When he made the movie in 1969 that would catapult him into celebrity, I wasn't even born. Another five years would pass before I would make my entrance onto the stage. It would be nearly another 20 years before I would finally watch Easy Rider and, while Dennis Hopper was already fully ensconced in my brain as one of the great American actors, his role as Billy in that revolutionary film forever branded my belief. Dennis Hopper passed away Saturday, May 29, at his home in Venice, California due to complications from prostate cancer.
My favorite exchange, in a movie filled with memorable lines, was between Jack Nicholson's character of George Hanson and Hopper's Billy.
George Hanson: You know, this used to be a helluva good country. I can't understand what's gone wrong with it.
Billy: Man, everybody got chicken, that's what happened. Hey, we can't even get into like, a second-rate hotel, I mean, a second-rate motel, you dig? They think we're gonna cut their throat or somethin'. They're scared, man.
George Hanson: They're not scared of you. They're scared of what you represent to 'em.
Billy: Hey, man. All we represent to them, man, is somebody who needs a haircut.
George Hanson: Oh, no. What you represent to them is freedom.
Billy: What the hell is wrong with freedom? That's what it's all about.
George Hanson: Oh, yeah, that's right. That's what's it's all about, all right. But talkin' about it and bein' it, that's two different things. I mean, it's real hard to be free when you are bought and sold in the marketplace. Of course, don't ever tell anybody that they're not free, 'cause then they're gonna get real busy killin' and maimin' to prove to you that they are. Oh, yeah, they're gonna talk to you, and talk to you, and talk to you about individual freedom. But they see a free individual, it's gonna scare 'em.
Billy: Well, it don't make 'em runnin' scared.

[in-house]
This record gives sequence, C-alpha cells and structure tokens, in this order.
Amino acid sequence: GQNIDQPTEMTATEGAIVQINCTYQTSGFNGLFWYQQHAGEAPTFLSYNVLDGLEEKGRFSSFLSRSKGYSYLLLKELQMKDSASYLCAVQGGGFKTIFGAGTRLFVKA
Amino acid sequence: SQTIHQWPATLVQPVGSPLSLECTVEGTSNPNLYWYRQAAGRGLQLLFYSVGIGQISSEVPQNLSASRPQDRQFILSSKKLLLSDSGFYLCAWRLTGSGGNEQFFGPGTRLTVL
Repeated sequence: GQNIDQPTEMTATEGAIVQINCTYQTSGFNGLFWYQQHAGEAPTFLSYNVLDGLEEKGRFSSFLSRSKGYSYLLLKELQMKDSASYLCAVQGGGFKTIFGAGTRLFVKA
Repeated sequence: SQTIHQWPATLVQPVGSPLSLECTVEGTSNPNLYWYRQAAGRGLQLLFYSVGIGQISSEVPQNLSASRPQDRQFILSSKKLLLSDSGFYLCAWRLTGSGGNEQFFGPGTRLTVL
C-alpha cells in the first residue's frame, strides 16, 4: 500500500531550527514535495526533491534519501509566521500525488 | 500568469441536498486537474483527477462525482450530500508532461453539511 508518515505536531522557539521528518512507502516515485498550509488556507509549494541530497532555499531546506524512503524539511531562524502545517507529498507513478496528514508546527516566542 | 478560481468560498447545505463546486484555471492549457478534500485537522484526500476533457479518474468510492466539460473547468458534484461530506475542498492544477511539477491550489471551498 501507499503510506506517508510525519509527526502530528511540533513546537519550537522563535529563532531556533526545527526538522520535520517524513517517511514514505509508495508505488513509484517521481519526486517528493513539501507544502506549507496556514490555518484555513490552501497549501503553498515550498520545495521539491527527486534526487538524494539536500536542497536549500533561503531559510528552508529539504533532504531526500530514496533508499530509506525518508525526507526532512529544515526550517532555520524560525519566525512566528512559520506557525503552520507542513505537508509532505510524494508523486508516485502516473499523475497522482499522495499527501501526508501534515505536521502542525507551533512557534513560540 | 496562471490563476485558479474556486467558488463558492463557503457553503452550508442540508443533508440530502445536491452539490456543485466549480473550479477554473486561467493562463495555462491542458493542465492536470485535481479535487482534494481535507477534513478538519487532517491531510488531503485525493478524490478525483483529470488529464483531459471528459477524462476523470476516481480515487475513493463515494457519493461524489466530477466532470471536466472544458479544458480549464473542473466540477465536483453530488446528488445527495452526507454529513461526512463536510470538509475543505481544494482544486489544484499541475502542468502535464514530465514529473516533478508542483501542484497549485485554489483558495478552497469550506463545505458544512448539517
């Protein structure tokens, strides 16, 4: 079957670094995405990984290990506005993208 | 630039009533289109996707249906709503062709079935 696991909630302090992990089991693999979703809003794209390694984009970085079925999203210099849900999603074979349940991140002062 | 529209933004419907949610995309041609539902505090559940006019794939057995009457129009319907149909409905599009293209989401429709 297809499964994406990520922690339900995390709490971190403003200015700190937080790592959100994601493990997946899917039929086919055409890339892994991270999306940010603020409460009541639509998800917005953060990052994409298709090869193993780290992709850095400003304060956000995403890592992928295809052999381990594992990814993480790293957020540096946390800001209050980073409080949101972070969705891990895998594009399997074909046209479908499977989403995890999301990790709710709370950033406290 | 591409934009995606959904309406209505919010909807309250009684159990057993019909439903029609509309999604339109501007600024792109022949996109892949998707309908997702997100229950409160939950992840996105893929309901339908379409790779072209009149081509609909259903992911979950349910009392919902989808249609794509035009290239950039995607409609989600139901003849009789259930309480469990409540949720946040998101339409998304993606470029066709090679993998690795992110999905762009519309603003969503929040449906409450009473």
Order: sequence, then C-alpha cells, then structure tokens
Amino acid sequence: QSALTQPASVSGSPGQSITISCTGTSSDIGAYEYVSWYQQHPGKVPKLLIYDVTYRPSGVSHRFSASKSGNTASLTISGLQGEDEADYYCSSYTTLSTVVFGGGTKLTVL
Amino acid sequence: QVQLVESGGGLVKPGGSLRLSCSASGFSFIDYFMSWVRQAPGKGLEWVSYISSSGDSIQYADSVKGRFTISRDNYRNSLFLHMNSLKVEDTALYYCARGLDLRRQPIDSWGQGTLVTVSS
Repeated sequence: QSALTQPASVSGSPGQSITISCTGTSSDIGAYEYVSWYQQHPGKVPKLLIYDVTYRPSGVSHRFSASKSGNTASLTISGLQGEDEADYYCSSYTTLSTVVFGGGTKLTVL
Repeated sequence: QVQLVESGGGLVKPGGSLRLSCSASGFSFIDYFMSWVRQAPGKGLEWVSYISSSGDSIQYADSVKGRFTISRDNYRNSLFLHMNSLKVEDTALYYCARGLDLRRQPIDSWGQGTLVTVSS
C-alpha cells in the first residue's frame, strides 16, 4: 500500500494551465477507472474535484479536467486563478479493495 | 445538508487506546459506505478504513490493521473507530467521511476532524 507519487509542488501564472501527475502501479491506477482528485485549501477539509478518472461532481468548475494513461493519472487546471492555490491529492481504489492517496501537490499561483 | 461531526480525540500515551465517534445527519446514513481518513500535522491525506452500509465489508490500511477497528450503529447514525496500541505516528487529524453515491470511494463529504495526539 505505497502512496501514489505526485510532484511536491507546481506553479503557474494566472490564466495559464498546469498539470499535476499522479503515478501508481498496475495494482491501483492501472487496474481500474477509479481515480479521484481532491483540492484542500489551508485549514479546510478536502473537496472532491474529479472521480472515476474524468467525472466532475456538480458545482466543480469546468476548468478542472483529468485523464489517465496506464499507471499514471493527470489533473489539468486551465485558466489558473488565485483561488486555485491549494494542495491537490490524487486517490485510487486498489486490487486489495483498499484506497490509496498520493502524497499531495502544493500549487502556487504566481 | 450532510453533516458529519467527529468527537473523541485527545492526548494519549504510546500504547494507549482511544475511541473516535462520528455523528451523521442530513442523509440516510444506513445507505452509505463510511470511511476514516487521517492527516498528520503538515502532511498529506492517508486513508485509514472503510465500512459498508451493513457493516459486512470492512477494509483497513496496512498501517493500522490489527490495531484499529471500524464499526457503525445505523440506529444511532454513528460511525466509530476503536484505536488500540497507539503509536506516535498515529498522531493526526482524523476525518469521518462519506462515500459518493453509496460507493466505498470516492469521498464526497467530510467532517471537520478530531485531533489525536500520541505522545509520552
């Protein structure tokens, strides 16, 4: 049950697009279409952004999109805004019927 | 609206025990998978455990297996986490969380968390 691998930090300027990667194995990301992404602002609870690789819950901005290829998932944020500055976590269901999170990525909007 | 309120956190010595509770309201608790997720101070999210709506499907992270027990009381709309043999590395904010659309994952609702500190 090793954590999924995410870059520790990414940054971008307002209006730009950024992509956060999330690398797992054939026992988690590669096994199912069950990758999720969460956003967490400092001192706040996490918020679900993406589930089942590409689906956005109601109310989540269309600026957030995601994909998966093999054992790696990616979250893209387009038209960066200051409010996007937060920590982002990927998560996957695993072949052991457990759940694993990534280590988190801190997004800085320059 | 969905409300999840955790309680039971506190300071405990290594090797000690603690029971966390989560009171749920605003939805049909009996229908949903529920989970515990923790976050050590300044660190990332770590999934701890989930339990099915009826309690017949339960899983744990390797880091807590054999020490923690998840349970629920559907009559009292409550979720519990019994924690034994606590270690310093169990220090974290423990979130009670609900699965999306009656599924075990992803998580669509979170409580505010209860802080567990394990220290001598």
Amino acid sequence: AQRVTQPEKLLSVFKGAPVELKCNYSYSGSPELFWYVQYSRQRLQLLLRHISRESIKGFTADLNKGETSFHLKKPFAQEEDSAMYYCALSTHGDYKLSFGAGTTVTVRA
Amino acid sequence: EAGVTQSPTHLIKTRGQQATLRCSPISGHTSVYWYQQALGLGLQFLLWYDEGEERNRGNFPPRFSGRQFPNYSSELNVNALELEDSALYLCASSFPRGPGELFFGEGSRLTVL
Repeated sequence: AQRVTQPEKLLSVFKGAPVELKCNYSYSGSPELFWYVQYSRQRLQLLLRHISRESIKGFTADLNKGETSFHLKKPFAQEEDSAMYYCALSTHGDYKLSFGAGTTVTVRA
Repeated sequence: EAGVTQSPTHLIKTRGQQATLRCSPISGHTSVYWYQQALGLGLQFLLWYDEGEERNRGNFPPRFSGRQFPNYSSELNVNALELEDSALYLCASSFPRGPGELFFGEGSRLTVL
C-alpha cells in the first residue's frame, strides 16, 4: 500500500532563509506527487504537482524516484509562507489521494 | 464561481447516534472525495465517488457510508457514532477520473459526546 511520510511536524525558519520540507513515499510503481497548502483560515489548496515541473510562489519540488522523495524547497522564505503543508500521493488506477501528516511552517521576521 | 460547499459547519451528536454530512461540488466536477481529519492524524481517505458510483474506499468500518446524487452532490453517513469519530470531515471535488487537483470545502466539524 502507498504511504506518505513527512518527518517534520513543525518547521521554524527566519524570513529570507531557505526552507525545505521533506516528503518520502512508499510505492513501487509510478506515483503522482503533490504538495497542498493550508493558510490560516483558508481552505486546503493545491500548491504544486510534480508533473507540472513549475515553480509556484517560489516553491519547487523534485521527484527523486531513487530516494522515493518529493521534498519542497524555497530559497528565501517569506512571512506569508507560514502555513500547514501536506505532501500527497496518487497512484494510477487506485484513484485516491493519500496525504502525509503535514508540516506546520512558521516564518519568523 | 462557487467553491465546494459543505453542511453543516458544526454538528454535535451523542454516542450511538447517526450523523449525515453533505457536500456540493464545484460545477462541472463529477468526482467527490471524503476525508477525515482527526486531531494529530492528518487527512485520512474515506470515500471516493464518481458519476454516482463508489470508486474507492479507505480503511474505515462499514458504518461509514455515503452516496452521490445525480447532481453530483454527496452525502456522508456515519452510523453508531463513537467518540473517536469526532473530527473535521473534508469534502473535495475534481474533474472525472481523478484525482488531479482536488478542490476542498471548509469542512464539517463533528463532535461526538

Not quite the leading man of, say, a Sean Connery or others of his time, Hopper was a consummate professional who seemed to revel in the oddball roles and the offbeat characters, like the photojournalist in Apocalypse Now (I attribute at least some of my desire to become a photojournalist to this character) or Frank Booth in Blue Velvet. Nor was he one solely for use in front of the camera; Hopper directed Easy Rider and was the director on several other films including, the now cult-classic, The Last Movie.
The man was as much myth as he was reality, having once famously attempted to kill himself by taking up in a coffin near a Texas highway, surrounding said coffin with dynamite, and daring anyone to blow him up. An elaborate hoax? A massive publicity stunt? Or true blue Hopper? Perhaps only Hopper will ever know the answer to that question. When this didn't work, it's reported Hopper took off to Mexico where he disappeared for a spell into the jungle, reemerging to enter rehab in 1983.
And like so many actors before and after, Hopper's legacy of self-destruction is too well known. In the 1998 book Easy Riders, Raging Bulls, author Peter Biskind claimed that during the early '80s Hopper reached a daily intake of half a gallon of rum, 28 beers, and three grams of cocaine. His wild antics off camera are near legendary and, in the small town of Hollywood, Hopper was considered an outsider by many on the in.
But despite both his on screen and off screen legacy, Hopper will be remembered as one of the icons of his generation, no small task in a generation chock full of icons.
And to this 36-year-old, one who didn't live through the generation from which Hopper came, the man will be remembered as one who gave voice to the wild side, to freedom, and a love of country that didn't preclude one from questioning your country's motives.